Getting back into the transition area was a bit problematic. There were women from one of the later heats (a shorter race distance) just coming out of the transition area and I couldn't get in until they'd passed me, so I actually had to stop. I don't remember that ever happening before, but this race has really grown in the past few years and I guess there are still a few things that need to be worked out now that it's become so big. Once I'd racked my bike, I changed shoes, probably a lot slower than I could have -- I was glad to be off the bike, but I wasn't particularly looking forward to the run (Did someone say hill? Did someone say dirt path?). Once I had running shoes on both feet, though, I didn't have any more excuses to be in the transition area, so off I went.

The run:

It wasn't as bad as I thought it would be. It was tough in the beginning, but I stuck it out. At some point, I started coughing (stupid cold that won't go away), which made breathing a bit difficult, but I kept running. I got to the hill and ran up it (slowly). I got to the dirt path and slowly ran down the small hill with the soft, kind of sandy dirt. Then I ran harder on the path until the turnaround. 2.5 km already run. I was halfway there. I don't actually remember much about the way back. It was easier than the way out (the dirt hill was very short and I got to run down the longer hill). I had no idea what the route was to the finish line, so I just followed the women in front of me. The nice surprise was that unlike last year and the year before, there was no hill just before the finish line. I came around a corner and saw it about 100 meters ahead -- the rest of the run was flat as a pancake. Seeing the finish line always does something to me. I took off at sprint pace, hoping I could run that fast to the end. I did. It was over. Quite a few women had passed me on the run, but I'd managed to pass a few, too, so it hadn't been all that disastrous. If I could have held off the cough for another half hour or so, I would have been able to breathe more easily and maybe I would have run a little bit faster. But honestly, I didn't care all that much. It was over.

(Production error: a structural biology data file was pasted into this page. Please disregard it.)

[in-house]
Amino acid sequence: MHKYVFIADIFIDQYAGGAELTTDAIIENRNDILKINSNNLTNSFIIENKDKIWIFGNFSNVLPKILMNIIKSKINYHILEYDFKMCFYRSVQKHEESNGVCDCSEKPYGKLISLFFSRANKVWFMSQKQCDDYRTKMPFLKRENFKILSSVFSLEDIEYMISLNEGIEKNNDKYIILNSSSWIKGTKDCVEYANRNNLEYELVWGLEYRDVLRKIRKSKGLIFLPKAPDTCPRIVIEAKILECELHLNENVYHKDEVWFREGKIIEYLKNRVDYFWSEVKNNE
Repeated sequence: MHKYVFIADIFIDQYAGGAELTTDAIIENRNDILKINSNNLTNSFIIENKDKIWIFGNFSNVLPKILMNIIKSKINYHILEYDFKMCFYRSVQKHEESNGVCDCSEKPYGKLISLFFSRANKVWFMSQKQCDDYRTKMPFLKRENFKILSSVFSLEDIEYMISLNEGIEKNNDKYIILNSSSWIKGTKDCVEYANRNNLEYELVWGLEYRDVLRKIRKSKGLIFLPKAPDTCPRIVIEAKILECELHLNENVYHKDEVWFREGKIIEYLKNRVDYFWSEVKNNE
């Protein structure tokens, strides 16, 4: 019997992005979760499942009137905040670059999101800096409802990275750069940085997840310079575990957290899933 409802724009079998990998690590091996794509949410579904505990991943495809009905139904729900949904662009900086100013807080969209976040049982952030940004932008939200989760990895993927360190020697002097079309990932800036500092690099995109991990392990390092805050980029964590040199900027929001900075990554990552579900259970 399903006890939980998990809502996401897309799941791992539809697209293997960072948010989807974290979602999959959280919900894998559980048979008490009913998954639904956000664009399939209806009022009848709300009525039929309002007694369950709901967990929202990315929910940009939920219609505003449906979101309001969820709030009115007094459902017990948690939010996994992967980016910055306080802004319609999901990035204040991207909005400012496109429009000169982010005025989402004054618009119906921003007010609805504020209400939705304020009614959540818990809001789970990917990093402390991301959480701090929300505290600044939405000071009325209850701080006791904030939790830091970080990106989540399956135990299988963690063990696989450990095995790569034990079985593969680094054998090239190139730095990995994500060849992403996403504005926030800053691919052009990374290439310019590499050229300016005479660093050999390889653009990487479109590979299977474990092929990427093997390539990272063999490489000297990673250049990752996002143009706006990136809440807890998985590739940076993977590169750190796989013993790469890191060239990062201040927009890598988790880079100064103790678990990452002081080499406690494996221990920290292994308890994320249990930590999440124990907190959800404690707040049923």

My final time was 1:31:24. This was about four minutes slower than last year, but I'm pretty sure the swim and run were short last year. They weren't this year and that was reflected in most of the times that I looked at -- almost everyone was slower. Assuming that the distances were correct this time, this was a very good sprint time for me. In fact, I think it's a PR.

In any case, my goal had been to have fun and I did. It was a great race. I'll be back next year.